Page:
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Zimbabwe's Elections 2013 - Index of Articles
Crisis Report Issue 200
in Zimbabwe Coalition
July 16, 2013
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Vote chaos dents 2013 election
voting for members of the security forces, which began on Sunday,
July 14 and ended on Monday, 15 July 2013, has been described as
chaotic by observers amid logistical inefficiencies.
Reports coming from many
parts of the country on Sunday, July 14, indicated that the first
day of the special voting had been marred by slowness of the process,
insufficient ballot papers, late opening of the polling stations
and even failure of some polling stations to open.
Crisis in Zimbabwe Coalition
(CiZC) spokesperson Thabani Nyoni said the confusion could show
Zimbabwe Electoral Commission (ZEC)’s lack of preparation.
“The way ZEC has conducted the special voting so far has convinced
even the doubting Thomases that delivering a credible election to
the people of Zimbabwe will be a miracle.”
“The people of
Zimbabwe deserve a full explanation before an apology,” Nyoni
Nyoni cited late opening
of voting centres, absence of a printed copy of the voters’
roll, no ink, and no ballot paper as a sign that ZEC might have
been misleading Zimbabweans about its state of preparedness.
Voting reportedly failed
to take place in Umguza on July 14 as ballot papers are reported
to have arrived around 1500hrs while in some places the papers did
Police officers were
still waiting for the ballot papers at Mt. Selinda High in Chipinge
and St Columbus High School in Mutasa North well after 10.00 am
on the second day of voting on July 15 which could have been some
of the extreme cases.
An estimated 69 000 police
officers, 2000 prison officers, 164 soldiers and ZEC officials have
reportedly applied to vote in the special voting exercise which
is set aside for those civil servants who will not be able to vote
on July 31 due to work commitments such as ensuring peace and security
during the harmonized elections.
The security forces who
ostensibly applied for the special voting are believed to be more
than the entire force, raising questions from analysts whether it
is true that all police officers are registered voters and whether
the number is realistic.
The actual police compliment
of Zimbabwe as per the civil servants salary schedule is pegged
at 41 133 according to Hon. Tendai Biti who presides over the Ministry
Zimbabwe Republic Police
(ZRP) Spokesperson Assistant Commissioner Charity Charamba reportedly
defended the numbers arguing the force had been swelled by inclusion
of the police constabulary, which is a reserve force.
Agenda Trust (YAT) criticized the Zimbabwe Electoral Commission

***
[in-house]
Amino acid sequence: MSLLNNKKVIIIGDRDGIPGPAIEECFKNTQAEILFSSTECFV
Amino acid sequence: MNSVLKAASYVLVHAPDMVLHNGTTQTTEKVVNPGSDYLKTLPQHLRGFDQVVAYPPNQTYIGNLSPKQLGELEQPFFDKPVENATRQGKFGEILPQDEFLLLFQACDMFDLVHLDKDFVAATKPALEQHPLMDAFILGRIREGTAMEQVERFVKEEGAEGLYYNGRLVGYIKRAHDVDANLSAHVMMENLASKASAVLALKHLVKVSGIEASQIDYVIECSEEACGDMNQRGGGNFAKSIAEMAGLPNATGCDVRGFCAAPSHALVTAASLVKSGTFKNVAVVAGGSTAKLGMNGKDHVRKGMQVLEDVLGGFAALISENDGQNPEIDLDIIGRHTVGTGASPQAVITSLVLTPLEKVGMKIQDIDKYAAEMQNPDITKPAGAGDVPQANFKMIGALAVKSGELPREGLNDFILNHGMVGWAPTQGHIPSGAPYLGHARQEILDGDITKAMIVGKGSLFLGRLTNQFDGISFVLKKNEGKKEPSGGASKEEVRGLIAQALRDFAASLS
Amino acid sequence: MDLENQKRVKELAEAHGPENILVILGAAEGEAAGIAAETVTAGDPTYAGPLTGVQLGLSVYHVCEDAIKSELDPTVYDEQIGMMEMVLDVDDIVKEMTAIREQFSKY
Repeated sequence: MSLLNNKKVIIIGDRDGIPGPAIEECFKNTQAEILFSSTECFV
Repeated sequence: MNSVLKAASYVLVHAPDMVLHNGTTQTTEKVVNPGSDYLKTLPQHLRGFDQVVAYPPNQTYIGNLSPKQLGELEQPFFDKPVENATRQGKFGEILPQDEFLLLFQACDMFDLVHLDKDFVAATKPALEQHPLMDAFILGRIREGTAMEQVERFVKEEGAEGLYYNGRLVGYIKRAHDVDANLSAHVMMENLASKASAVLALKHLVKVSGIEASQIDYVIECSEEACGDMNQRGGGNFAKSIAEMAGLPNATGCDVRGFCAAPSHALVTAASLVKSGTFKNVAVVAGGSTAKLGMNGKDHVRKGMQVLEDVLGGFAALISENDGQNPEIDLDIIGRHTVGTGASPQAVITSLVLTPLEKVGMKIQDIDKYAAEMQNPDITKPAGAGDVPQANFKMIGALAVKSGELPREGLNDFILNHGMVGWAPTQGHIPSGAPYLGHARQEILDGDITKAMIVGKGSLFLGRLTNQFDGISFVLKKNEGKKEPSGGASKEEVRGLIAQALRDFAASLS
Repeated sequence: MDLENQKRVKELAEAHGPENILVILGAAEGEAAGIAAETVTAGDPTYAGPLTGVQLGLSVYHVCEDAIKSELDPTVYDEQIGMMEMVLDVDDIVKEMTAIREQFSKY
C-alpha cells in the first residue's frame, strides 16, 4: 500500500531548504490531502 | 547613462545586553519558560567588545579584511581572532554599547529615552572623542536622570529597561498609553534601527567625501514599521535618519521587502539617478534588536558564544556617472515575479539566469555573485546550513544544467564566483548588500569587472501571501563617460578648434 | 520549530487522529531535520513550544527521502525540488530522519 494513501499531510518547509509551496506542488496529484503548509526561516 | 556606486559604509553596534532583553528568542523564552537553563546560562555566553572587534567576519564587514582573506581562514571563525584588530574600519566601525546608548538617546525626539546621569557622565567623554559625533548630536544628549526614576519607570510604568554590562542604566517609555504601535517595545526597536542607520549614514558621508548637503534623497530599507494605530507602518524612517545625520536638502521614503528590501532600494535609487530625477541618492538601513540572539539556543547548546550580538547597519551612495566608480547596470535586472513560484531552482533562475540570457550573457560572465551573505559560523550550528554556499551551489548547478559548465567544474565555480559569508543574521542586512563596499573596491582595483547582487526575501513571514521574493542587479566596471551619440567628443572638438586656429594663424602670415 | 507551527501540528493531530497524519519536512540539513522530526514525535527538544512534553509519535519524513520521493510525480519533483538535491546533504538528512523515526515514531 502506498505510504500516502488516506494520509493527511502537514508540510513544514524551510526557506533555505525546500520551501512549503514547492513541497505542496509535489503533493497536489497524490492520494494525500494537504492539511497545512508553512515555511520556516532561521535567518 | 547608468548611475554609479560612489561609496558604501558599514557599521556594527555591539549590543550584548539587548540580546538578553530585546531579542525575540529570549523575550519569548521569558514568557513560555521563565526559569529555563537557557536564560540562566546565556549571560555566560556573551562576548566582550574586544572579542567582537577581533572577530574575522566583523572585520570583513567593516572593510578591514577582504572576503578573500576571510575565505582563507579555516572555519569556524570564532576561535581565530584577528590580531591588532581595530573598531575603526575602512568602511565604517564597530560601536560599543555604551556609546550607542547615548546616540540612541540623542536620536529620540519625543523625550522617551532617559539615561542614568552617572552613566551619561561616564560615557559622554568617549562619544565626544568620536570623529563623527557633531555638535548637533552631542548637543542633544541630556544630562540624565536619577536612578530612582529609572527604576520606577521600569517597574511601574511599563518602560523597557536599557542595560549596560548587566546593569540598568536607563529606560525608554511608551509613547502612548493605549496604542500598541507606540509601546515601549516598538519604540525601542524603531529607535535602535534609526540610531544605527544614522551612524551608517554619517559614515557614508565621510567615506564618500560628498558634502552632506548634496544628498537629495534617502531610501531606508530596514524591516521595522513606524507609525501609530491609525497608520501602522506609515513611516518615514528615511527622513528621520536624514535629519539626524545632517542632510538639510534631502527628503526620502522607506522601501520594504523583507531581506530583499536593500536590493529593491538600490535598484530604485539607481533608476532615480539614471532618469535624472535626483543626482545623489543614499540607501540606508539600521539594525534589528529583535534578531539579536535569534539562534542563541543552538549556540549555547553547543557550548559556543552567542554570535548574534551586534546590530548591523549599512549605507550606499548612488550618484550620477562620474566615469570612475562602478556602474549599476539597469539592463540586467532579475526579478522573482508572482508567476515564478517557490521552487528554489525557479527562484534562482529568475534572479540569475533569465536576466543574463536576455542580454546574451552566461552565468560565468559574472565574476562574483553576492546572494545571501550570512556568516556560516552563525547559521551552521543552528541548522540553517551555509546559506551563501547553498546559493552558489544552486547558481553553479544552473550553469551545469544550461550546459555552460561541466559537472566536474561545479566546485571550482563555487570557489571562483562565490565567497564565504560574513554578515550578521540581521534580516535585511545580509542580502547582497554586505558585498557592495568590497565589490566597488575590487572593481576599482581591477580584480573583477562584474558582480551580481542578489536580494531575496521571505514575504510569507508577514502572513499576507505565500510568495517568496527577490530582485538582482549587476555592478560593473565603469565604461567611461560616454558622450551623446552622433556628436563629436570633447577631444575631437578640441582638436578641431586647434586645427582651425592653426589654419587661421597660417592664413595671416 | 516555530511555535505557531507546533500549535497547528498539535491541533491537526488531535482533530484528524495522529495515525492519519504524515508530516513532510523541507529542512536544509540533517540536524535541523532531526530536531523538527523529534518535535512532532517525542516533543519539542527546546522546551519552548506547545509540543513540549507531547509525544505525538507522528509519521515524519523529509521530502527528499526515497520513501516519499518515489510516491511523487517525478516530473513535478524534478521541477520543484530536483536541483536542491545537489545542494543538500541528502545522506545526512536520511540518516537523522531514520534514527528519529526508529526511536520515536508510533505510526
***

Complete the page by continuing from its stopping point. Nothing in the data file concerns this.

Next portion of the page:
(ZEC) for the way it handled the special voting exercise, alleging
that police details in some areas were being coerced to write down
the serial numbers of their ballot papers for inspection by their
“YAT is also disturbed
to note that ZEC was not even able to open polling stations on time,
provide enough voting material and was seriously understaffed. As
Youth Agenda, we feel that the chaos that we saw was stage managed
and deliberately created to manipulate the outcome of the elections.”
“YAT is also now
convinced that information circulating in the media that ZEC and
the Registrar General’s office are working with a shadowy
Israeli organisation to rig the July 31 elections is true and that
the two government entities are not willing to conduct a free and
fair election,” the youth organisation said.
a political scientist said that he believed the bungling by ZEC
was a deliberate ploy, querying why a Commission, which was not
sufficiently prepared for elections, insisted they were prepared.
creates a shambolic election, in the event of a Zanu-PF defeat it
will create grounds of contesting the outcome. Given the politicized
nature of the judiciary such a court challenge will provide plan
B for Zanu-PF to impede the transition to democracy in Zimbabwe,”
said Chirimambowa, adding the Electoral
Act has already been violated by the delays caused by late arrival
of ballot papers.
Election Support Network (ZESN) said its observers had noted
that at Dangababi Primary School in Bubi District Matabeleland North
voting commenced at 1500 hours, while at Fatima High School in Lupane
District and Bubi Tatazela Hall the ballot papers only arrived after
14.00 hrs on July 14.
ZESN also complained
in a statement that Zimbabwe Election Commission (ZEC) had not kept
the nation abreast on how many people registered in the last phase
of mobile voter registration which ended on July 9.
ZEC gave updates
on how many people it had registered in the earlier phase carried
out in May. ZESN bemoaned the low number of young people on the
Zimbabwean voters’ roll as per June 19 as compared to other
countries such as Kenya, South Africa and Zambia.
“ZESN is also very
concerned about the distribution of polling stations released on
10 July as compared to the official registration figures from 19
(75 of 394) of urban wards have more than 1,000 voters per polling.
Of particular note, Epworth Local Board Ward 7 has 7,920 registered
voters, but only one polling station.”
Referendum voters will be required to vote in the ward in which
they are registered,” the organization said, emphasizing its
forecast that there could be congestion on the polling stations
in urban areas.
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